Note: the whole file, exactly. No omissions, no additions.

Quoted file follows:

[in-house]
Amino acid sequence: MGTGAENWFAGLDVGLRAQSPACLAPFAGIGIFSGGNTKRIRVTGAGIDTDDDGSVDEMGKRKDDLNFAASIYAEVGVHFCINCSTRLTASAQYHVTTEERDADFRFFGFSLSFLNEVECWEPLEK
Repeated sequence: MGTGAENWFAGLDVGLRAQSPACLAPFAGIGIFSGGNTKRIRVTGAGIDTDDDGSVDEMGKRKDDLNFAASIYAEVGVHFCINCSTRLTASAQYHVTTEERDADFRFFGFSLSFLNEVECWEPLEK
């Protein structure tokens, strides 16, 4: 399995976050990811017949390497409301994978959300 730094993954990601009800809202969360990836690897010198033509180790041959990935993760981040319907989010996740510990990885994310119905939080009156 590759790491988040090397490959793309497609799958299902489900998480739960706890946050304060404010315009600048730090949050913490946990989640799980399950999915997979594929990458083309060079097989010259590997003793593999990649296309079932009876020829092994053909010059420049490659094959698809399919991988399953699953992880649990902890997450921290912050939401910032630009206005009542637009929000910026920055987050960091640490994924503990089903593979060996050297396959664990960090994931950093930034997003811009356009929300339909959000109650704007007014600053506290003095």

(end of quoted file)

[in-house]
Amino acid sequence: MGTGAENWFAGLDVGLRAQSPACLAPFAGIGIFSGGNTKRIRVTGAGIDTDDDGSVDEMGKRKDDLNFAASIYAEVGVHFCINCSTRLTASAQYHVTTEERDADFRFFGFSLSFLNEVECWEPLEK
Repeated sequence: MGTGAENWFAGLDVGLRAQSPACLAPFAGIGIFSGGNTKRIRVTGAGIDTDDDGSVDEMGKRKDDLNFAASIYAEVGVHFCINCSTRLTASAQYHVTTEERDADFRFFGFSLSFLNEVECWEPLEK
């Protein structure tokens, strides 16, 4: 399995976050990811017949390497409301994978959300 730094993954990601009800809202969360990836690897010198033509180790041959990935993760981040319907989010996740510990990885994310119905939080009156 590759790491988040090397490959793309497609799958299902489900998480739960706890946050304060404010315009600048730090949050913490946990989640799980399950999915997979594929990458083309060079097989010259590997003793593999990649296309079932009876020829092994053909010059420049490659094959698809399919991988399953699953992880649990902890997450921290912050939401910032630009206005009542637009929000910026920055987050960091640490994924503990089903593979060996050297396959664990960090994931950093930034997003811009356009929300339909959000109650704007007014600053506290003095």